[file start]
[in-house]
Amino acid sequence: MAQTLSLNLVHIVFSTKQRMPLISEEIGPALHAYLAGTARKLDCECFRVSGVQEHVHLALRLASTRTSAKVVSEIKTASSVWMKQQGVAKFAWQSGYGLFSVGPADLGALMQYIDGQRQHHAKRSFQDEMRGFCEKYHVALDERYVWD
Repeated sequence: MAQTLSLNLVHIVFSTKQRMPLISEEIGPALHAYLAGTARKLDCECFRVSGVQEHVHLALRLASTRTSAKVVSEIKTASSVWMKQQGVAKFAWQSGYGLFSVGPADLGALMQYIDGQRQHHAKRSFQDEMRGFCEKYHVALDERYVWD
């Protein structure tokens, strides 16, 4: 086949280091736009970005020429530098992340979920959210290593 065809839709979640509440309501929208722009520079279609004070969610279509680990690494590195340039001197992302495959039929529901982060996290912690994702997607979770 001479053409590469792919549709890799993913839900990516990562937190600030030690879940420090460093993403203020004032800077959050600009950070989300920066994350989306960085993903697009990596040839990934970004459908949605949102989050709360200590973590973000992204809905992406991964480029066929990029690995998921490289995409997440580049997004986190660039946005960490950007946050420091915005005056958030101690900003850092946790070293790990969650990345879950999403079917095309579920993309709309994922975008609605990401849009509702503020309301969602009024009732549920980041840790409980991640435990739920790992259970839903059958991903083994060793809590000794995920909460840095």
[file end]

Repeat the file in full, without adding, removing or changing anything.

[in-house]
Amino acid sequence: MAQTLSLNLVHIVFSTKQRMPLISEEIGPALHAYLAGTARKLDCECFRVSGVQEHVHLALRLASTRTSAKVVSEIKTASSVWMKQQGVAKFAWQSGYGLFSVGPADLGALMQYIDGQRQHHAKRSFQDEMRGFCEKYHVALDERYVWD
Repeated sequence: MAQTLSLNLVHIVFSTKQRMPLISEEIGPALHAYLAGTARKLDCECFRVSGVQEHVHLALRLASTRTSAKVVSEIKTASSVWMKQQGVAKFAWQSGYGLFSVGPADLGALMQYIDGQRQHHAKRSFQDEMRGFCEKYHVALDERYVWD
């Protein structure tokens, strides 16, 4: 086949280091736009970005020429530098992340979920959210290593 065809839709979640509440309501929208722009520079279609004070969610279509680990690494590195340039001197992302495959039929529901982060996290912690994702997607979770 001479053409590469792919549709890799993913839900990516990562937190600030030690879940420090460093993403203020004032800077959050600009950070989300920066994350989306960085993903697009990596040839990934970004459908949605949102989050709360200590973590973000992204809905992406991964480029066929990029690995998921490289995409997440580049997004986190660039946005960490950007946050420091915005005056958030101690900003850092946790070293790990969650990345879950999403079917095309579920993309709309994922975008609605990401849009509702503020309301969602009024009732549920980041840790409980991640435990739920790992259970839903059958991903083994060793809590000794995920909460840095």